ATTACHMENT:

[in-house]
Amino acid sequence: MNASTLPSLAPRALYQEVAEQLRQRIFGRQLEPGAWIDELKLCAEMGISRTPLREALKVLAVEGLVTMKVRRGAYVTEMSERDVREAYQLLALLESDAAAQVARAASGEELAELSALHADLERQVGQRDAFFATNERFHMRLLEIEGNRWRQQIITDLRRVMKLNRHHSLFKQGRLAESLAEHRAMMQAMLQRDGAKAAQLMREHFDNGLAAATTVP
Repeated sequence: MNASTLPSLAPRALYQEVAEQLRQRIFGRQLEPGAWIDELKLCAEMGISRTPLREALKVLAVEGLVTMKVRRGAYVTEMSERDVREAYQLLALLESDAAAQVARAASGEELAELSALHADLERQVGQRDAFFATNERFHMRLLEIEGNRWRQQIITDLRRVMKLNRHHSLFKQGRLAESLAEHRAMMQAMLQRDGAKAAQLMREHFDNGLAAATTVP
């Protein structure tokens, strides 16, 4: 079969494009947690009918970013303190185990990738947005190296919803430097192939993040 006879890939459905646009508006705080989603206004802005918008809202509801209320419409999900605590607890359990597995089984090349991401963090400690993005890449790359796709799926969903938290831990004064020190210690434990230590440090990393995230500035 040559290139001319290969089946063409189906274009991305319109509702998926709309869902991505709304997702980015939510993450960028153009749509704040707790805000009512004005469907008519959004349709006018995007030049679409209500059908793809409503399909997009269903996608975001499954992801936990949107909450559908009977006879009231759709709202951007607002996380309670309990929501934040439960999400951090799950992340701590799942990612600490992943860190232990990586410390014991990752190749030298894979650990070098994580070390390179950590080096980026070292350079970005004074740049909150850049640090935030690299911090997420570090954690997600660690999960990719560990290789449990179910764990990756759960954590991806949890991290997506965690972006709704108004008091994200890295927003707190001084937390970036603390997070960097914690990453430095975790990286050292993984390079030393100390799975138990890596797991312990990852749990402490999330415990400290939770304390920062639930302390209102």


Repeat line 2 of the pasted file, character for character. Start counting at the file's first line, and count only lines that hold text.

Amino acid sequence: MNASTLPSLAPRALYQEVAEQLRQRIFGRQLEPGAWIDELKLCAEMGISRTPLREALKVLAVEGLVTMKVRRGAYVTEMSERDVREAYQLLALLESDAAAQVARAASGEELAELSALHADLERQVGQRDAFFATNERFHMRLLEIEGNRWRQQIITDLRRVMKLNRHHSLFKQGRLAESLAEHRAMMQAMLQRDGAKAAQLMREHFDNGLAAATTVP